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Rough weather at the top

| Updated on: Dec 08, 2013

Pay ratio disclosures may have a negative impact on employee morale, particularly when the gap between CEO salary and that of the median employee is very high. Picture: Bloomberg

Under Companies Act, 2013, every listed company shall disclose, in its Board report, the ratio of the remuneration of each director to that of the median employee, and other prescribed details. Draft rules issued by the Ministry of Corporate Affairs also require disclosure of percentage increases in the remuneration of each director and CEO, and in the median remuneration of employees. The increase in both categories will be compared against the company’s performance.

The disclosures are similar to those required in the US under the Dodd–Frank Act, despite vociferous protests that compliance would be cumbersome and costly. There are two choices in disclosing the pay ratio. For example, if the median employee earned Rs 2.5 lakh and the CEO earned Rs 5 crore, the ratio could be disclosed as 1:200, or that the CEO’s annual total compensation is 200 times that of the median employee.

For many companies, such disclosures will have various consequences. They may negatively impact employee morale, particularly when there is a big gap between the CEO’s salary and that of the median employee. The management could become the target of social activists. Investment analysts might start comparing the disclosures with other companies, and influence remuneration decisions. While it is not legislated that the pay-ratio disclosures will drive compensation decisions, the nomination and remuneration committee will nevertheless have to keep the ratio in mind, ensuring that the disparity is not very wide and is in line with market standards.

An issue that companies are grappling with is the manner in which the median salary is determined. The draft rule states that ‘median’ means the numerical value separating the higher half of a population from the lower half. The median of a list of numbers may be found by arranging all the observations from the lowest to highest value and picking the middle one. For an even number of observations, the median is the average of the two middle values. Thus if there are five employees, the median remuneration is what employee 3 earns. If there are six employees, the median remuneration is the average of the salaries of employees 3 and 4.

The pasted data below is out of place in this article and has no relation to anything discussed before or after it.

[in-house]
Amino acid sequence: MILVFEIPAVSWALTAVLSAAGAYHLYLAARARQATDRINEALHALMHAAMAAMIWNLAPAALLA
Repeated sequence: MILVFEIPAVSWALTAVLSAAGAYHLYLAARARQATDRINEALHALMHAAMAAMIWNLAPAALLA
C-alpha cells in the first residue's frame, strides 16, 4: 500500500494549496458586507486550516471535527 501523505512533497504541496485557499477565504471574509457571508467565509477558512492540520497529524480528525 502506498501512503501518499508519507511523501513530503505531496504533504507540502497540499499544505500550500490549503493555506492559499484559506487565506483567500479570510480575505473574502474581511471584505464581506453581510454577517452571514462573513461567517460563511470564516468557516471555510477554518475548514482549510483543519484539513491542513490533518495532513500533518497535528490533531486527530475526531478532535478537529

This manner of determining the median remuneration has a fundamental flaw. Consider a company with three categories of workers — 550 lowly-paid workers, 250 officers, and 199 middle- and senior-management. The median remuneration would be what worker number 500 gets. Let’s assume that is Rs 2.5 lakh. If the CEO’s salary is Rs 5 crore, the ratio would be 1:200, which appears to be a huge disparity.

The Dodd-Frank Act understands these issues and, therefore, does not prescribe any rigid methodology for determining the median remuneration. An average by category of employees might provide a far more sensible analysis. For example, if a worker’s average salary is Rs 2 lakh, an officer’s average salary is Rs 6 lakh, and management’s average salary is Rs 52 lakh, the average of all three categories would be Rs 20 lakh — the pay ratio between the CEO and the median remuneration is 1:25.

The draft rules should consider this aspect and allow flexibility in determining the median remuneration. As long as the methodology is reasonable, consistently applied and disclosed, it should be acceptable.

The author is Partner in a member firm of Ernst & Young Global.

Published on December 08, 2013

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